Real-Time Observations of Structural Ordering in Graphene Oxide During Thermal Reduction in Vacuum

E Mattson, S Cui, M Schofield, G Lu, H Pu, M Weinert, J Chen, C Hirschmugl, M Gajdardziska-Josifovska
2011 Microscopy and Microanalysis  
Since its first isolation in 2004 [1], graphene has intrigued scientists spanning many disciplines. While graphene is a promising candidate for electronic technologies with unprecedented novelty, its large scale production has met challenges. One promising route for large scale synthesis of Graphene-based materials is through the reduction of graphene oxide (GO). Tuning of reduction treatments, however, has been complicated due to the unusual nature of this material. GO is partially disordered,
more » ... nonstoichiometric, and has varying characteristics based on the synthesis method. The exact structures of GO and reduced GO are at present not well understood. In this work, thermal reduction of GO multilayers, as described previously [2], has been examined by in situ electron diffraction studies performed in a H9000 NAR Transmission Electron Microscope (TEM) with an accelerating voltage of 300 kV. By recording Selected Area Diffraction (SAD) movies as function of temperature, the structural dynamics of the reduction and resulting material has been elucidated. Further characterization of the materials by synchrotron-based Infrared (IR) Microspectroscopy has been performed on the same samples used for TEM. Utilization of normal and grazing incidence geometries provides insight into geometrical bonding relationships, detecting dynamic dipole moments parallel and perpendicular to the GO basal plane, respectively. Analysis of unreduced GO normal and grazing incidence IR absorbance spectra (Fig. 1) indicates the presence of oxygen species including hydroxyl (3200cm -1 , normal, 1125 cm -1 , grazing), intercalated water (1610 cm -1 , grazing), carbonyl (1730 cm -1 , normal and grazing), epoxide/ether (1225 cm -1 , normal), and carboxyl (1425 cm -1 , normal) functional groups, in the bonding scheme of Fig. 2 . An SAD pattern of unreduced GO is shown in Fig. 3a . Previous analysis [2] of such patterns indicated that the samples consist of randomly oriented, oxidized carbon monolayers, lacking any oxygen superlattice ordering. Structural evolution during reduction, best illustrated in real-time SAD movies to be shown during presentation, is also demonstrated by still-frame SAD patterns of films quenched from 550° C and 650 C (Figs. 3b-c) . The patterns show that the scattered intensity from the amorphous species is predominantly transferred to two new crystalline rings, and the remaining diffusely scattered intensity moves closer to the reciprocal space origin. This suggests that oxygen species bonded at disordered sites are transformed in favor of oxygen species bonded at ordered sites. The spacings of the new crystalline rings correspond to real-space distances of 2.54 and 1.46 Å, which are significant distances in the graphene lattice but not present in graphene diffraction patterns. The formation of the new diffraction rings in Fig. 3 is correlated to the removal of hydroxyl groups in the IR spectra in Fig 4 from reduced samples quenched from different temperatures. The only IR bands remaining in the absorbance spectra from samples annealed in excess of 650° C are assigned to epoxides/ethers (1200cm -1 ) and C-C stretching (1600 cm -1 ), which has developed an asymmetric Fano lineshape [3], attributed to strong coupling of this optical phonon mode to a continuum of direct electronic transitions in the same energy range. Furthermore, the background IR absorbance due to electronic absorption, as well as the linewidth of the Fano resonance, evolve with temperature. From 1500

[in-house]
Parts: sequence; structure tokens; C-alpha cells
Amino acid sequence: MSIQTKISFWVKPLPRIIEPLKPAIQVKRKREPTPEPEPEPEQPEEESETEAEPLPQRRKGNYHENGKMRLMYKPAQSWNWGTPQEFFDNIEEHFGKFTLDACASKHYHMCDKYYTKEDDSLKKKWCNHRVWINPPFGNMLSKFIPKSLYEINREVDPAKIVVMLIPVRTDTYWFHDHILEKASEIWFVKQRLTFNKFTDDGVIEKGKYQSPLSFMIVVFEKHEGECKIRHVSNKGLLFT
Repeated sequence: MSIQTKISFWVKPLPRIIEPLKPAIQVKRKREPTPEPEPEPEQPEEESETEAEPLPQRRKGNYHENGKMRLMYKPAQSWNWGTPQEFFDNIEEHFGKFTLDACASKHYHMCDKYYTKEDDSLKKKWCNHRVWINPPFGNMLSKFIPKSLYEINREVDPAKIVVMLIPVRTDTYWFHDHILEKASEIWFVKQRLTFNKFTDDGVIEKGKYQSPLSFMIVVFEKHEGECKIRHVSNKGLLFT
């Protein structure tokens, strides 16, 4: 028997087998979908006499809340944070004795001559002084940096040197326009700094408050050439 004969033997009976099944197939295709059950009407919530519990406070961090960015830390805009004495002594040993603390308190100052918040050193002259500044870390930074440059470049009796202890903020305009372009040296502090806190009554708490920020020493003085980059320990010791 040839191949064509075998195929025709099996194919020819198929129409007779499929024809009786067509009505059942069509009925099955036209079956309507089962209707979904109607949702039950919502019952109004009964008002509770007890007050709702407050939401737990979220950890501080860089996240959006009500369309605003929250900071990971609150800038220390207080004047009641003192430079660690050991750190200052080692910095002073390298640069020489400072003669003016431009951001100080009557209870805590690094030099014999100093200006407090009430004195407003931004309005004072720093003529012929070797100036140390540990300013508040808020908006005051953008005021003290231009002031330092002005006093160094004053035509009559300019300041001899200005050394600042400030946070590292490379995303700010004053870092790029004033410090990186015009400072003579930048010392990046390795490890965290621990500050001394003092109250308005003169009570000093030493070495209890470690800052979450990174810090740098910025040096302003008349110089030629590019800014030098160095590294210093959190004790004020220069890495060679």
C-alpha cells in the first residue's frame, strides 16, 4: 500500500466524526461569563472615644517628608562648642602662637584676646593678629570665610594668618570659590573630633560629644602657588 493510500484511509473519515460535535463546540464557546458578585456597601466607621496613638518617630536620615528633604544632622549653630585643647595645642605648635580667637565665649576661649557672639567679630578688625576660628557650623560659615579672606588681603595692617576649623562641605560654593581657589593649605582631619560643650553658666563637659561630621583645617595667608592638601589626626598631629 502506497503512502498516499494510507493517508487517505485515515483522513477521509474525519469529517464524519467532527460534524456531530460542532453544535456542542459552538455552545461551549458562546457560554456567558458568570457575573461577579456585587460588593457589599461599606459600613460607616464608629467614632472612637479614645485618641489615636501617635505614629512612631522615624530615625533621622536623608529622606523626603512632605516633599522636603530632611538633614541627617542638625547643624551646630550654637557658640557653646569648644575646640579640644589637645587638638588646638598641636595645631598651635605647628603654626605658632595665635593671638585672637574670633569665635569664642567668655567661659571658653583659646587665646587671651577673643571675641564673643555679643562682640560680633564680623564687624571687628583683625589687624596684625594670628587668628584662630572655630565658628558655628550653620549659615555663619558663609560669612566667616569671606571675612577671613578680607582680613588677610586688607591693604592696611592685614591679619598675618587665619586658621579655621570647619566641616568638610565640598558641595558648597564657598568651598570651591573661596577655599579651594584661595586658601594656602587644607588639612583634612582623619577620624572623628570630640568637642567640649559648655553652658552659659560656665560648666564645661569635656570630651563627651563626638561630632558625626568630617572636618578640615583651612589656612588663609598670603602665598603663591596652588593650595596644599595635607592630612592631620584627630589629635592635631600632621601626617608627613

doi:10.1017/s1431927611008373 fatcat:crdr3xc4vza43gkwjtzhj6abwy